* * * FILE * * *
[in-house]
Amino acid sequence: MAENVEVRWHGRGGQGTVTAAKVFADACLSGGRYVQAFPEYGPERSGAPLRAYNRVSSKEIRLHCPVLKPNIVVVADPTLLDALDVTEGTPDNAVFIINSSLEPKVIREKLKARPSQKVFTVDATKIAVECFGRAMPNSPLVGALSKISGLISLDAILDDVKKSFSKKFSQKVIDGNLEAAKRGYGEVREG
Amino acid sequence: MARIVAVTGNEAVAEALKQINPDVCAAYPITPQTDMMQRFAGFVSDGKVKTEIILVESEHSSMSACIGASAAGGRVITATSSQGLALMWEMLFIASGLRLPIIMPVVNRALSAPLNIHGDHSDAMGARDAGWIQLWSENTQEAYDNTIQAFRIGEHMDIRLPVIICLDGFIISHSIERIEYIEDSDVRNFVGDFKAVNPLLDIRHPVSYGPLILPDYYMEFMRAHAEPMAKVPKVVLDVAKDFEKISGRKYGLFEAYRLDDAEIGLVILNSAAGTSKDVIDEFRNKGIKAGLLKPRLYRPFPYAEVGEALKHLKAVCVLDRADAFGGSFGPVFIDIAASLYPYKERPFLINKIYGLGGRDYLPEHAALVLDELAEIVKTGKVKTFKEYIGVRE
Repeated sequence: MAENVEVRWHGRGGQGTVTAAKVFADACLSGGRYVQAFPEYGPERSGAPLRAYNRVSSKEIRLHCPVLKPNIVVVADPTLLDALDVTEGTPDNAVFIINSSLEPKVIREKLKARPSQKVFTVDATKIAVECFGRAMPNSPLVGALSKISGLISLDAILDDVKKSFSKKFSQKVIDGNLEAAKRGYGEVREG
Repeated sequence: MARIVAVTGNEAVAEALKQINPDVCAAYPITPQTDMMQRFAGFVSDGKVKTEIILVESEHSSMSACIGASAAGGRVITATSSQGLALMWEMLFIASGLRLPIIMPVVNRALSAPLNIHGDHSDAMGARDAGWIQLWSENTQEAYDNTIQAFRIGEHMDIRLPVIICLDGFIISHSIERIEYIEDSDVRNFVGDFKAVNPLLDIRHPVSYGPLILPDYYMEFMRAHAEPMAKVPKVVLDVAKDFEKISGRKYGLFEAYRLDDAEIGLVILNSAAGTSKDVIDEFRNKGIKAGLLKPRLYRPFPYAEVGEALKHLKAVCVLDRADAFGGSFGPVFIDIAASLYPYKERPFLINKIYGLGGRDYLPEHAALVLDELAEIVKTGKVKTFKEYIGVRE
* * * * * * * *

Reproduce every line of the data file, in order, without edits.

[in-house]
Amino acid sequence: MAENVEVRWHGRGGQGTVTAAKVFADACLSGGRYVQAFPEYGPERSGAPLRAYNRVSSKEIRLHCPVLKPNIVVVADPTLLDALDVTEGTPDNAVFIINSSLEPKVIREKLKARPSQKVFTVDATKIAVECFGRAMPNSPLVGALSKISGLISLDAILDDVKKSFSKKFSQKVIDGNLEAAKRGYGEVREG
Amino acid sequence: MARIVAVTGNEAVAEALKQINPDVCAAYPITPQTDMMQRFAGFVSDGKVKTEIILVESEHSSMSACIGASAAGGRVITATSSQGLALMWEMLFIASGLRLPIIMPVVNRALSAPLNIHGDHSDAMGARDAGWIQLWSENTQEAYDNTIQAFRIGEHMDIRLPVIICLDGFIISHSIERIEYIEDSDVRNFVGDFKAVNPLLDIRHPVSYGPLILPDYYMEFMRAHAEPMAKVPKVVLDVAKDFEKISGRKYGLFEAYRLDDAEIGLVILNSAAGTSKDVIDEFRNKGIKAGLLKPRLYRPFPYAEVGEALKHLKAVCVLDRADAFGGSFGPVFIDIAASLYPYKERPFLINKIYGLGGRDYLPEHAALVLDELAEIVKTGKVKTFKEYIGVRE
Repeated sequence: MAENVEVRWHGRGGQGTVTAAKVFADACLSGGRYVQAFPEYGPERSGAPLRAYNRVSSKEIRLHCPVLKPNIVVVADPTLLDALDVTEGTPDNAVFIINSSLEPKVIREKLKARPSQKVFTVDATKIAVECFGRAMPNSPLVGALSKISGLISLDAILDDVKKSFSKKFSQKVIDGNLEAAKRGYGEVREG
Repeated sequence: MARIVAVTGNEAVAEALKQINPDVCAAYPITPQTDMMQRFAGFVSDGKVKTEIILVESEHSSMSACIGASAAGGRVITATSSQGLALMWEMLFIASGLRLPIIMPVVNRALSAPLNIHGDHSDAMGARDAGWIQLWSENTQEAYDNTIQAFRIGEHMDIRLPVIICLDGFIISHSIERIEYIEDSDVRNFVGDFKAVNPLLDIRHPVSYGPLILPDYYMEFMRAHAEPMAKVPKVVLDVAKDFEKISGRKYGLFEAYRLDDAEIGLVILNSAAGTSKDVIDEFRNKGIKAGLLKPRLYRPFPYAEVGEALKHLKAVCVLDRADAFGGSFGPVFIDIAASLYPYKERPFLINKIYGLGGRDYLPEHAALVLDELAEIVKTGKVKTFKEYIGVRE